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Alexander Bryce
Scotland on Sunday, April 2014

…distinctive, thoughtful and inventive… © 2014 Scotland on Sunday

Jens F. Laurson
Ionarts, January 2014

Best Recordings of 2013: #6 - New Release

Ivan Karabits Concertos for Orchestra: I love thee. What imaginative, colorful creatures you are, and never pandering! Whether violent outburst or lyrical episode, everything sounds compelling, with harpsichords and Glockenspiel, clapping and whispering and all. Shostakovich meets Poulenc. The two Valentin Silvestrov pieces added are both moving musical memorials to Karabits. The Bournemouth SO plays it to the hilt; his son Kirill conducts: Rarely has nepotism sounded sweeter! © 2014 Ionarts Read complete review

Martin Anderson
Fanfare, November 2013

I approached the three concertos for orchestra by the Ukrainian composer Ivan Karabits (1945–2002)—recorded, with two pieces by Silvestrov, by his son Kirill with the Bournemouth Symphony Orchestra on Naxos—with my mind in its original state of white paper, and was blown away by the extraordinary command of the orchestral writing here, too. If the rest of his output is as exciting, Karabits is plainly someone whose music should be much more familiar. © 2013 Fanfare

Ronald E. Grames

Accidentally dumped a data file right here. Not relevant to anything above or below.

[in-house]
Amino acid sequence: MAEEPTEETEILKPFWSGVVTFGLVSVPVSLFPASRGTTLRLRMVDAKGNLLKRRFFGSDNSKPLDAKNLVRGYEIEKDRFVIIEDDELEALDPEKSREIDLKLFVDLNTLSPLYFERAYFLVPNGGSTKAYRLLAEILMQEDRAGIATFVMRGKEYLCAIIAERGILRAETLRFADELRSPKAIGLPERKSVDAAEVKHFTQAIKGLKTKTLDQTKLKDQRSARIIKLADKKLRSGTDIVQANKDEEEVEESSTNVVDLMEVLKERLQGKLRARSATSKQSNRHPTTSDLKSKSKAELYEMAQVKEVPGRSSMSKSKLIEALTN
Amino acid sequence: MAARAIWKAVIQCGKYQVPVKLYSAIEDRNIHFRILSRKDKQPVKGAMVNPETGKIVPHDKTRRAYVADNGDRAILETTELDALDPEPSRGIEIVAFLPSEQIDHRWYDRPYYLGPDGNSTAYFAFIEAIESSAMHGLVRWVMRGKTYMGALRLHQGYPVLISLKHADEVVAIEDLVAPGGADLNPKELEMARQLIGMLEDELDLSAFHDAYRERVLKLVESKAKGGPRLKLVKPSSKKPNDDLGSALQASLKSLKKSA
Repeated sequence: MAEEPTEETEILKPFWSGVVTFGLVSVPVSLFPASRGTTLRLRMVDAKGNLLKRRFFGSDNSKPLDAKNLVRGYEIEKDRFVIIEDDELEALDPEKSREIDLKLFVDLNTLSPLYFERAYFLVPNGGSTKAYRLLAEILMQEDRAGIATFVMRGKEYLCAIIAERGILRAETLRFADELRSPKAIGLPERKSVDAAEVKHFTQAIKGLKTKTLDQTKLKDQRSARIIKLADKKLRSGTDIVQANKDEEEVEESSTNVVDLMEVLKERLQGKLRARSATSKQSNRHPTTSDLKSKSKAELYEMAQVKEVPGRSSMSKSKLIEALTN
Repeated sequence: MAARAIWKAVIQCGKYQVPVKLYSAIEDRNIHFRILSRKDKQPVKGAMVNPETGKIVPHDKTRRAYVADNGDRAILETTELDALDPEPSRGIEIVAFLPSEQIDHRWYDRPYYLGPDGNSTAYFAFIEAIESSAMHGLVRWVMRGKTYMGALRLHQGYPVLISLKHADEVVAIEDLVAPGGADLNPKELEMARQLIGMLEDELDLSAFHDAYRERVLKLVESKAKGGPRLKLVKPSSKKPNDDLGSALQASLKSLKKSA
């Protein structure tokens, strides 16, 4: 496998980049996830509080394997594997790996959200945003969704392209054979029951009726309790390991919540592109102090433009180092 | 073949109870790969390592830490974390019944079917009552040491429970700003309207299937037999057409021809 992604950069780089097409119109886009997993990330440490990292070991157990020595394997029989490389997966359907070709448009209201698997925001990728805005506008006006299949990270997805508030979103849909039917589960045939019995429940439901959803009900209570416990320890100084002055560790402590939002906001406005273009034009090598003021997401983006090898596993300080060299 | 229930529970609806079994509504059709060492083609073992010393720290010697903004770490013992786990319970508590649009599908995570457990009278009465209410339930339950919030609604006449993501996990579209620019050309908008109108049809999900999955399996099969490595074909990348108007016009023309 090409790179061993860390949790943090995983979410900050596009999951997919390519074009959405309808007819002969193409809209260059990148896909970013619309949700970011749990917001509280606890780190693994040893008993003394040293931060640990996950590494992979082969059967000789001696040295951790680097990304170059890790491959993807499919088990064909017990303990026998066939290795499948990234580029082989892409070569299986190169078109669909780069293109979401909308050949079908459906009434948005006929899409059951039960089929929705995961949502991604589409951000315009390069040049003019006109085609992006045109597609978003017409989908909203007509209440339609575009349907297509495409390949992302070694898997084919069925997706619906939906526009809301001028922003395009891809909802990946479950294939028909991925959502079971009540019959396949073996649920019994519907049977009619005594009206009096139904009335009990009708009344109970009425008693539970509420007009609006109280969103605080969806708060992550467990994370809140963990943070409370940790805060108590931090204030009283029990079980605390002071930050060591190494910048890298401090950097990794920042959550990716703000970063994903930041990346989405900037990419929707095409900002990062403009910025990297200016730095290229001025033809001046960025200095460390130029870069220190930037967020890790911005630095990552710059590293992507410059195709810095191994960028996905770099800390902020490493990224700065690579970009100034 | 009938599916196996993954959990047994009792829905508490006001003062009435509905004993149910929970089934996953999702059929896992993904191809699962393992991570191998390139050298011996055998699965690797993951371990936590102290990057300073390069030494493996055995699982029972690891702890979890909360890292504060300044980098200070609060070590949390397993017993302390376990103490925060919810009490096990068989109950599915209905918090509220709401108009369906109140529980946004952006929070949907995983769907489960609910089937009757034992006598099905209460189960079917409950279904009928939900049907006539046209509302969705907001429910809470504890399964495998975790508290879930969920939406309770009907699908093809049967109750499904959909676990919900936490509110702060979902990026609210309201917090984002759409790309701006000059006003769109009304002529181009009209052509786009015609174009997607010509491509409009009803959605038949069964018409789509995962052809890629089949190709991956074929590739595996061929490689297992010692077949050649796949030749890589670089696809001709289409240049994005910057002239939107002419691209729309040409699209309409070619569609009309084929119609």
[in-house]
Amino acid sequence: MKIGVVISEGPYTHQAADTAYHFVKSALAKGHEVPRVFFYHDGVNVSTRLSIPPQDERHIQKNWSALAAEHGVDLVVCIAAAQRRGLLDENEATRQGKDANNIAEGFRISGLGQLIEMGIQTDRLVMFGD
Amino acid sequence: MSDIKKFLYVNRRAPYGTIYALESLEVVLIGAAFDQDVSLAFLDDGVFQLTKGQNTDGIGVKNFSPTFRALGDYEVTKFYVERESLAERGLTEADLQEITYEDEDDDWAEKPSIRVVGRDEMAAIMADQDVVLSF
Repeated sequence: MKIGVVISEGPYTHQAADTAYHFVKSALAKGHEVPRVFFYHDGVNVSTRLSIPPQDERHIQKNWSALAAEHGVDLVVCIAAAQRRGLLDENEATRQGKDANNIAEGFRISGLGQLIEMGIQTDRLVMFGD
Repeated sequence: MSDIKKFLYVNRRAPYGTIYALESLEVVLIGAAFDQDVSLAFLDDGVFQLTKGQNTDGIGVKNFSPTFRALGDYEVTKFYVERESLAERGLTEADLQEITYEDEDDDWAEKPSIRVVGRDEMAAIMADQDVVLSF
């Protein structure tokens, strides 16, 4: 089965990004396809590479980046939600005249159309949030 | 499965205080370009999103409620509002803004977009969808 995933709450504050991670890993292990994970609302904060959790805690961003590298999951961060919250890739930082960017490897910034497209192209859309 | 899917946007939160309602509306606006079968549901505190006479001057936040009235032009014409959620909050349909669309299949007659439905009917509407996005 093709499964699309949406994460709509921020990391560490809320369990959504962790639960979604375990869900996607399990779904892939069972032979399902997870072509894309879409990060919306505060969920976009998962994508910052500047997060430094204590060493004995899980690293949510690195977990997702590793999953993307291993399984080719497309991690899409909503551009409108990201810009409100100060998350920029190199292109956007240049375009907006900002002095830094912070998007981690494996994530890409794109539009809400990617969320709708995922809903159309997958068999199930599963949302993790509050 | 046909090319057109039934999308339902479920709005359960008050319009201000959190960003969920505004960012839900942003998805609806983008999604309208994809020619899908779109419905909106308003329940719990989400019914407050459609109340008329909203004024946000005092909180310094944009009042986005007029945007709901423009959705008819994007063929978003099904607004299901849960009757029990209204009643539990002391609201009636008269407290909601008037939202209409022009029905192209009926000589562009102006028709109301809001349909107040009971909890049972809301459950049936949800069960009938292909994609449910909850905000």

Fanfare, September 2013

Silvestrov…displays here a post-modernist nostalgic romanticism. Both works are deeply touching compositions for strings written to memorialize Karabits’s passing.

The three concertos for orchestra are all premiere recordings which can be assumed authoritative…The orchestra is in superb form…Andrew Walton and Mike Clements do their usual magic in the concert hall of The Lighthouse, Poole, creating a full but detailed image of the orchestra…This is an outstanding release of music with wide potential appeal that deserves to be better known. © 2013 Fanfare Read complete review

David Nice
BBC Music Magazine, May 2013


The one work of superior imagination here belongs to Valentin Silvestrov and his Farewell Serenade dedicated a very beautiful Berceuse out of the shadows. No reservations at all…about the playing of the excellent Bournemouth Symphony Orchestra. The sound, engineered by Mike Clements, is first rate. © 2013 BBC Music Magazine

Steve Arloff
MusicWeb International, April 2013

What I heard really impressed me and has sparked a burning desire to explore [Ivan Karabits’s] musical world further.

Once again Naxos has brought us works that are either world premières or are rarely heard. In this case the disc introduces the public to the work of Ivan Karabits who, on this strength should be heard on disc and in the concert hall with increasing frequency. His music is bound to delight audiences the world over. Karabits’ son Kirill directs the Bournemouth Symphony Orchestra wonderfully and gets the very best from it with some fabulous orchestral colouration. This is an absolutely brilliant disc that bowled me over and I can’t wait to discover more music by these two giants of Ukrainian classical music. © 2013 MusicWeb International Read complete review

John Warrack
Gramophone, April 2013

Among a wealth of [Ivan Karabits’s] orchestral music are the three concertos for orchestra on this disc, pieces which indicate his love of orchestral sonorities and a considerable originality and virtuosity, indeed wit, in their handling.